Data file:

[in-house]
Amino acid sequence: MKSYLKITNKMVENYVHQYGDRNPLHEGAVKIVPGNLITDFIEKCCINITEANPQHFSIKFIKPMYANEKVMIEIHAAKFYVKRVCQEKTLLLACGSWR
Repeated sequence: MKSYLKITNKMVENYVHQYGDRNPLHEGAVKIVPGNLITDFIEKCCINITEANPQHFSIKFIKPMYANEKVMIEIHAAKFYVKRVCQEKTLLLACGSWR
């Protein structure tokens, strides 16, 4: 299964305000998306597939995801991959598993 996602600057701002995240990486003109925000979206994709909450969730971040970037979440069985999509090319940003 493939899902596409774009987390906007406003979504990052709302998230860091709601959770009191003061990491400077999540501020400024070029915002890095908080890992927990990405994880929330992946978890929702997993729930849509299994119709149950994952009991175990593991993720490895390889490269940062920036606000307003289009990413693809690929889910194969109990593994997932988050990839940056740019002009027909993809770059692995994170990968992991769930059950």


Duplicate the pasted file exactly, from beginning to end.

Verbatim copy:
[in-house]
Amino acid sequence: MKSYLKITNKMVENYVHQYGDRNPLHEGAVKIVPGNLITDFIEKCCINITEANPQHFSIKFIKPMYANEKVMIEIHAAKFYVKRVCQEKTLLLACGSWR
Repeated sequence: MKSYLKITNKMVENYVHQYGDRNPLHEGAVKIVPGNLITDFIEKCCINITEANPQHFSIKFIKPMYANEKVMIEIHAAKFYVKRVCQEKTLLLACGSWR
């Protein structure tokens, strides 16, 4: 299964305000998306597939995801991959598993 996602600057701002995240990486003109925000979206994709909450969730971040970037979440069985999509090319940003 493939899902596409774009987390906007406003979504990052709302998230860091709601959770009191003061990491400077999540501020400024070029915002890095908080890992927990990405994880929330992946978890929702997993729930849509299994119709149950994952009991175990593991993720490895390889490269940062920036606000307003289009990413693809690929889910194969109990593994997932988050990839940056740019002009027909993809770059692995994170990968992991769930059950």